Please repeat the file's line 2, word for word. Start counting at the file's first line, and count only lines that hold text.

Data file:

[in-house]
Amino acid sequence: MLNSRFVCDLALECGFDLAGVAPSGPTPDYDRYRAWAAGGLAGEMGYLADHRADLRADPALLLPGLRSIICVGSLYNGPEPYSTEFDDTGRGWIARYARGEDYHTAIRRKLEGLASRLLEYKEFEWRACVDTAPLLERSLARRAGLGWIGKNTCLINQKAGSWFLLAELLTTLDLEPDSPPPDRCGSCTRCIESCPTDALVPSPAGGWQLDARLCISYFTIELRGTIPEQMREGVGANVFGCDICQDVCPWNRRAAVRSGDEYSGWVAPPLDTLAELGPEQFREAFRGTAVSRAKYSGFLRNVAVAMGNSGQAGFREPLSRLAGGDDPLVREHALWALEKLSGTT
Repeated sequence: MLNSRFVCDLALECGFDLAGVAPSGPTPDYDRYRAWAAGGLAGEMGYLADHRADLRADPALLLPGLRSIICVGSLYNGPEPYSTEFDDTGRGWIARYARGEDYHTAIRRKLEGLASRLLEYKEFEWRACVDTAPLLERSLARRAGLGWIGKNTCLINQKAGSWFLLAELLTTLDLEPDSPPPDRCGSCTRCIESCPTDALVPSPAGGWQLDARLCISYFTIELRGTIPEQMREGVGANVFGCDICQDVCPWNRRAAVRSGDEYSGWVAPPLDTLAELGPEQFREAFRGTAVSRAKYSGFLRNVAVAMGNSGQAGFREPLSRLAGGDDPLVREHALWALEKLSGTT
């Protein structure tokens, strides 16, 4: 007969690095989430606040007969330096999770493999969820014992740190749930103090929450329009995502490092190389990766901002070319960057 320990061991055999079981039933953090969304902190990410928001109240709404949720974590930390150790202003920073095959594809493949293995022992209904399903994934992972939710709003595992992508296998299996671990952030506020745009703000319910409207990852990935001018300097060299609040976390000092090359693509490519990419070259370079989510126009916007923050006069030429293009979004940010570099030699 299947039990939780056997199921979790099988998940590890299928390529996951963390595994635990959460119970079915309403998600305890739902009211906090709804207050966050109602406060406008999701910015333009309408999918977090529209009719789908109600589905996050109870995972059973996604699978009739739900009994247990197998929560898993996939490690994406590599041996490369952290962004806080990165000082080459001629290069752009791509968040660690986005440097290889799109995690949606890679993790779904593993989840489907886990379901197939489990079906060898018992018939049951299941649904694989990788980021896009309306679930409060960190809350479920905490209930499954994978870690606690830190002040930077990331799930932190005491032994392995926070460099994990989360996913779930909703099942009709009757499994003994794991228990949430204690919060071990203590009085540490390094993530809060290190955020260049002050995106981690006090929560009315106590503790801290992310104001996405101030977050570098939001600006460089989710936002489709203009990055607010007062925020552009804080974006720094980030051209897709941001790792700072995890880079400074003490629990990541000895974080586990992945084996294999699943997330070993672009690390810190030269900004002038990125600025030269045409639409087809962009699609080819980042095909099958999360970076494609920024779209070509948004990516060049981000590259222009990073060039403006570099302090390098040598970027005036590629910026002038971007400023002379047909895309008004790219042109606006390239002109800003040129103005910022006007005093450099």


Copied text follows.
Amino acid sequence: MLNSRFVCDLALECGFDLAGVAPSGPTPDYDRYRAWAAGGLAGEMGYLADHRADLRADPALLLPGLRSIICVGSLYNGPEPYSTEFDDTGRGWIARYARGEDYHTAIRRKLEGLASRLLEYKEFEWRACVDTAPLLERSLARRAGLGWIGKNTCLINQKAGSWFLLAELLTTLDLEPDSPPPDRCGSCTRCIESCPTDALVPSPAGGWQLDARLCISYFTIELRGTIPEQMREGVGANVFGCDICQDVCPWNRRAAVRSGDEYSGWVAPPLDTLAELGPEQFREAFRGTAVSRAKYSGFLRNVAVAMGNSGQAGFREPLSRLAGGDDPLVREHALWALEKLSGTT